Maybe one of the sales has a four-car garage – but that doesn’t necessarily mean it warrants a $5,000 negative adjustment (based on the above paired sale analysis example) because the average buyer probably doesn’t place as much value on a fourth garage stall as they do a third stall.

And therein lies the rub in valuing residential real estate. Single-family homes, their locations, conditions, and amenities are as different as a football team that actually wins Super Bowls and one that doesn’t.


Three Major Comparable Considerations

When appraisers start their search for comparable sales they’ll likely first consider three major attributes;

  1. Time of Sale
  2. Location
  3. Home style

Think about the time of sale as an example.

Earlier we talked about a home selling in hours – not days or months – in a hot spring market. Let’s say you’re the lucky seller (and hopefully I’m the lucky Realtor). Your home listing goes live on the MLS at eight o’clock Tuesday morning March 22nd and by five o’clock Tuesday afternoon you have three offers; two at asking price and one for $5,000 more than ask, with no contingencies. It’s a no-brainer which one you’ll accept.

Two weeks later, inspection complete and accepted, the appraiser comes through. When she starts her comparable sales search what does she have to pick from?

If she selects sales from within the last three months – as suggested and often required by mortgage loan underwriters – more than likely those sales will have occurred during the holidays or in the dead of winter right after the first of the year; probably not a time of high demand. Can you see a potential problem?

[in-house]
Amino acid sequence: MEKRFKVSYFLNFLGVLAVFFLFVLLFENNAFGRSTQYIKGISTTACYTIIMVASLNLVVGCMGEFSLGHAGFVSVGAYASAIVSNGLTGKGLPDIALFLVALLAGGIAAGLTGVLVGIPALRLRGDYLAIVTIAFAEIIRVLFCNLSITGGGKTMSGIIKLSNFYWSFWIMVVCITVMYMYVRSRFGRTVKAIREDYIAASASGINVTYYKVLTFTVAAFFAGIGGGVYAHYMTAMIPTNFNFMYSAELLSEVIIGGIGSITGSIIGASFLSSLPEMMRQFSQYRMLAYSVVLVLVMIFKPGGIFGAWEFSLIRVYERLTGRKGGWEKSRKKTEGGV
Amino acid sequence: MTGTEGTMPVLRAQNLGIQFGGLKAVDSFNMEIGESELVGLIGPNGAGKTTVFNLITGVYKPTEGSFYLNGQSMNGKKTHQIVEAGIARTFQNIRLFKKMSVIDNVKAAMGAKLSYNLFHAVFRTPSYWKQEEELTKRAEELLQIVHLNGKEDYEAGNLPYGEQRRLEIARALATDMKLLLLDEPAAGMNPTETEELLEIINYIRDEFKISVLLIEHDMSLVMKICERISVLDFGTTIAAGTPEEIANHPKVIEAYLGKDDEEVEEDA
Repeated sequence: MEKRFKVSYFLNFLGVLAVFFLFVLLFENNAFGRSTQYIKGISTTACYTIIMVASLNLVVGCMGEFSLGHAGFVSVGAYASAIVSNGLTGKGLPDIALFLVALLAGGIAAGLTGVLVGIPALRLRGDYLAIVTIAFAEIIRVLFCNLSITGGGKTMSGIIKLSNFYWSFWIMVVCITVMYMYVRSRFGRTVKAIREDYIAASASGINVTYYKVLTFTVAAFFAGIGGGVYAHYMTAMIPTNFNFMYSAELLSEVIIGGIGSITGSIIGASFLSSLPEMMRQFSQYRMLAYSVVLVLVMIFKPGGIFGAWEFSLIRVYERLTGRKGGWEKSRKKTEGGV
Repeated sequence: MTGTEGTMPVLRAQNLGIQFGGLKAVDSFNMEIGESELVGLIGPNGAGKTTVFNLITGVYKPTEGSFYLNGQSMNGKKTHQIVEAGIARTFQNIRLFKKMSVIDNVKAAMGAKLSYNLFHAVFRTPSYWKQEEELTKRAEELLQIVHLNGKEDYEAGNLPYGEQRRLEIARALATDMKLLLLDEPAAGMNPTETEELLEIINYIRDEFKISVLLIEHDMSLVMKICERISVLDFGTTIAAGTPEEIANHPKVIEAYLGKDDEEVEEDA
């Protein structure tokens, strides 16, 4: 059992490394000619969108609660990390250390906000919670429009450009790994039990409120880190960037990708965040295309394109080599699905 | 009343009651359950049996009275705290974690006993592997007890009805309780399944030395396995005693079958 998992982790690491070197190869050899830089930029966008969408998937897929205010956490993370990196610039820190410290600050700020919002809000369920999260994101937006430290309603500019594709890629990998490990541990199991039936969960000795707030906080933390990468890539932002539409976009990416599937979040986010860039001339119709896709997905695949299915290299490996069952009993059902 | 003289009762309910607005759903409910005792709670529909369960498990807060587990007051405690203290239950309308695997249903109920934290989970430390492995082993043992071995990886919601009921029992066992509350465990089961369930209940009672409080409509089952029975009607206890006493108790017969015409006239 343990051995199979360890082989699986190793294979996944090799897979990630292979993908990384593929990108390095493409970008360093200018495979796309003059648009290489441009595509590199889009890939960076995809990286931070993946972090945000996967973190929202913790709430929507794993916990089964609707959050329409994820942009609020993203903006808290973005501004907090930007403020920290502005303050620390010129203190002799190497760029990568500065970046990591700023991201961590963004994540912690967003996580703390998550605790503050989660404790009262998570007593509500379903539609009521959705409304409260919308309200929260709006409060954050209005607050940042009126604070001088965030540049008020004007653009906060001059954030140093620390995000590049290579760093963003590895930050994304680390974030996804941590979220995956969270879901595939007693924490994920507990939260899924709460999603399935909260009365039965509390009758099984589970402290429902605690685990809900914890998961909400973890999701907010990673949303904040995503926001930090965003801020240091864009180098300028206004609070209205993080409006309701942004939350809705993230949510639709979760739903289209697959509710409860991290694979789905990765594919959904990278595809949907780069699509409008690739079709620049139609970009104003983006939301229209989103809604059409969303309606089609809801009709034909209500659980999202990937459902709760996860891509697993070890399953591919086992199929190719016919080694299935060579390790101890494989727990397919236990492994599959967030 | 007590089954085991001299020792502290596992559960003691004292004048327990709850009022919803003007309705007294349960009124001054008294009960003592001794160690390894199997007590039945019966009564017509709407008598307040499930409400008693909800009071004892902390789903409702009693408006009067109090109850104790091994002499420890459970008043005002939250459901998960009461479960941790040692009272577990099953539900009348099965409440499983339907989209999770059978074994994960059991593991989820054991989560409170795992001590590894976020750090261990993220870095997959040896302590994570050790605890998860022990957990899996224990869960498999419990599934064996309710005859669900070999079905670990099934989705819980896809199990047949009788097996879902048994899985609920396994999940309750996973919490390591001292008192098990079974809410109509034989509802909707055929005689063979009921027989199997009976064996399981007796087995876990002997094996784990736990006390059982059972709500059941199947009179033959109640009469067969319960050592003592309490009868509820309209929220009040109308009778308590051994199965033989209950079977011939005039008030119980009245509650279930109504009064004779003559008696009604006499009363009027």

Yes, appraisers can make time adjustments. Through a paired sales analysis as described above, the appraiser determines that homes selling as of today, on average (for example), are selling for five percent more than they did three months ago. But believe me, a loan underwriter is going to look long and hard at a home value based on three sales all requiring time adjustments to support the sale price.


Equal Parts Art and Science – Objective and Subjective

Valuing residential real estate has been likened to being part art and part science.

Think of the difference between valuing a property via the income approach as opposed to the comparable sales approach.

When an investor considers the purchase of say, an office building, he could care less – emotionally – about its design, how many bathrooms it has, what colors the walls are or whether or not it’s in a particular school district.

For an investor, if the property has positive rental history and – in an ideal situation – positive cash flow (meaning the income covers all expenses and then some) it’s a done deal. It’s a logical investment that will pay for itself and increase in value over time.